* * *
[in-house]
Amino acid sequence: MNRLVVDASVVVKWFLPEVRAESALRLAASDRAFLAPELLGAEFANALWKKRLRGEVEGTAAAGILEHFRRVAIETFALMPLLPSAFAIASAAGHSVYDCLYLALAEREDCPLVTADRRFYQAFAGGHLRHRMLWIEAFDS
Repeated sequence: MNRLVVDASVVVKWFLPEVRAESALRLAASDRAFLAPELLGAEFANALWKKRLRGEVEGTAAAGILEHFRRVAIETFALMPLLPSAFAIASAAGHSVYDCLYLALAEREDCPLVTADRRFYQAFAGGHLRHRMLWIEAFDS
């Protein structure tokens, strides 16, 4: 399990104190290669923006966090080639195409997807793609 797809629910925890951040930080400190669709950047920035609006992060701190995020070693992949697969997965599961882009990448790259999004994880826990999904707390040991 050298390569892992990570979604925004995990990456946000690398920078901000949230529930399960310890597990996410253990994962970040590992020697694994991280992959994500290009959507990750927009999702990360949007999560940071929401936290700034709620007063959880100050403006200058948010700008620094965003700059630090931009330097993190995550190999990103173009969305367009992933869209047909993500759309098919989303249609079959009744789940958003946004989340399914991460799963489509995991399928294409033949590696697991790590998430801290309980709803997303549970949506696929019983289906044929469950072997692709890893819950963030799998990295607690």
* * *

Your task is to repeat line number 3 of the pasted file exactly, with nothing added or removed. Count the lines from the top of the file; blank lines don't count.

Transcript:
Repeated sequence: MNRLVVDASVVVKWFLPEVRAESALRLAASDRAFLAPELLGAEFANALWKKRLRGEVEGTAAAGILEHFRRVAIETFALMPLLPSAFAIASAAGHSVYDCLYLALAEREDCPLVTADRRFYQAFAGGHLRHRMLWIEAFDS